A Decade of Doogs Models

In mid-2010, nearly a decade, two kids, two dogs, and six jobs ago, I was restless. With our daughter’s birth weeks away, I was casting about for something I could do at home, and that I could easily step away from to deal with newborn stuff. My wife suggested that I give modeling a shot. I’d done it as a kid, after all, and it seemed less of an investment than my idea of restoring an old Land Rover.

Looking back, maybe fixing up a Series III 109 would have been the cheaper route!

Modeling got its hooks into me fast. It proved an amazing decompression tool, and a great way to disengage my brain and let it chew away at other things in the background. It let me work with my hands. It kept me from going stir crazy. It led to stupid fights on the internet.

Everyone’s doing those decade challenge posts right now, but I thought it’d be interesting to do a retrospective on every single damn thing I’ve built since picking the hobby back up again, and see what’s changed along the way.

2010

1- Tamiya 1/48 P-51B Mustang – “Shangri-La”

So, my first aborted attempt at modeling was with a 1/48 Revell SBD Dauntless. It’s a kit that dates back to 1960, and it’s just not very good at all. I quickly switched gears, relegated the Fail Dauntless to paint mule status, and had a go at Tamiya’s 1/48 P-51B. At the time it was already something like 15 years old, but it went together in true Tamiya fashion and gave me a strong springboard back into the hobby.

When people suggest newcomers get some garbage kit or another to cut their teeth on, I always wince. It seems to me that these mid-90s Tamiya kits are a far smoother introduction (or reintroduction) to gluing bits of plastic together and slathering them in pigments suspended in chemical solutions.

2- Accurate Miniatures SBD-3 Dauntless

Displeasure with the Revell kit aside, the Dauntless is one of my favorite aircraft. From a historical perspective, it might be the most significant aircraft the United States fielded, as it was a major workhose in the critical year of 1942. And from an aesthetic perspective, it’s got a certain functional ugliness to it that resonates with me.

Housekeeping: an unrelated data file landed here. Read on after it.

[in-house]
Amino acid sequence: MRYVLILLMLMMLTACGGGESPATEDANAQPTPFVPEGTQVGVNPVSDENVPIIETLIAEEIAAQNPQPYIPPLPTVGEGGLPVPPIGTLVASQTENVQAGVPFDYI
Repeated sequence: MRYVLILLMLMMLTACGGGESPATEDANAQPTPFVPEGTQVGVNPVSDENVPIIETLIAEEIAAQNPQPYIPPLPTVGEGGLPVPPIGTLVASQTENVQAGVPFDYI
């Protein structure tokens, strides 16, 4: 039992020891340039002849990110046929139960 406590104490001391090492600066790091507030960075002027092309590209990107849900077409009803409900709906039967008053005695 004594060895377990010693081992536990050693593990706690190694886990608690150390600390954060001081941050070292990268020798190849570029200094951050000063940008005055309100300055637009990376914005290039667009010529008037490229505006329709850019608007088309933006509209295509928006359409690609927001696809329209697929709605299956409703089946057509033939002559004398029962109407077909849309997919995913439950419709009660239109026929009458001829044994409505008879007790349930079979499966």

The AccuMini kit is certainly far better than the Revell, but the engineering is frustrating, particularly the weird top/bottom way the cockpit builds. It makes test-fitting almost impossible, so you just have to hope it all works out.

This Dauntless also saw the beginning – and end – of my experiments using Vallejo Model Color for main paintwork. It can be done, but…

3 & 4 – Hobby Boss 1/48 F4F-3 Wildcats

After the Dauntless, I took on Hobby Boss’ Wildcat. Actually, two of them. Overall, a decent kit, with one glaring screaming flaw. The main canopy is too thick to be posed open, but doesn’t sit right with the windscreen, so can’t be posed shut, either. I had to resort to vacform canopies.

Since I was doing these for the kids, and didn’t really have much of an idea of what I was doing yet, I neglected to weather them in any way. The result is…not my favorite.

5 – Zvezda 1/48 La-5

Zvezda’s La-5 is weird. There’s a sense of…this isn’t going to work. Especially with the surprisingly busy cockpit and engine. But after a bit of finagling, everything fits into place with a suddenness that’s as satisfying as popping your neck after you’ve been trying for days.

The paint on this was White Ensign, and, well, NEVER AGAIN. This stuff wouldn’t stay in suspension with any enamel thinners, leaving just a dense paste of crap at the bottom of my airbrush.

Also, the La-5 is a gorgeous little plane, but it’s…little. It’s a crime that nobody has made a good one in 1/32.

6 – Eduard 1/48 Yak-3

This kit dates to Eduard before they got good. It’s simplistic and the detail is soft and blobby. I also made the mistake of trying to mask the camo with play-doh, which, never again. Lesson learned on that front.

2011

7 – Tamiya 1/48 P-47D-25 Thunderbolt – “Hairless Joe”

Hands down my favorite 1/48 prop kit, Tamiya’s Jug is a masterpiece of engineering and a joy to build. This one was probably the first where I started to kick into a higher gear.

8 – Tamiya 1/35 M4 Sherman Early Production

A simple, quick-building kit. Looking at it now, I should have gone PE on the light guards and drilled out the driver’s machine gun. The weathering’s a bit simplistic, but for my first tank in a super long time, I was pretty happy with it.

9 – Eduard 1/32 Bf 109E-7 Trop

My first 1/32 build. At the time, with the display space I had, this was the upper bound of what I could do size-wise, but I really enjoyed the larger scale.

The kit itself? A mix of good and not good. The cowl is NOT designed to be installed closed, and I was about to give up and fling the damn thing into the trash when a last bit of effort caused it to seat just so.

10 – Tamiya 1/48 Mosquito NF.II

Kit was fine. Peddinghaus decals were garbage. So was my ability to paint something overall black and have it be interesting.

11 – AFV Club 1/35 Achilles Mk.IIc

A janky kit in many ways (SOOO many ejector pin marks, soft detail inside the turret, garbage tracks), but a fun one to paint and weather.

12 – Wingnut Wings 1/32 Sopwith Pup RNAS

My first experience with Wingnut. My first biplane. My first experience with rigging. And painting wood grain. A fantastic kit that I can’t recommend enough. Don’t let rigging scare you – it’s tedious, but there’s a certain zen-like thing to it, especially with these Wingnut kits.

13 Dragon 1/35 Panzer IV Ausf G

Decent. My first experience with metal track links. I fucked up the snow effects. This build also started my discomfort with building anything SS-related.

14 – Tamiya 1/32 Spitfire Mk.VIII – “Fargo Express”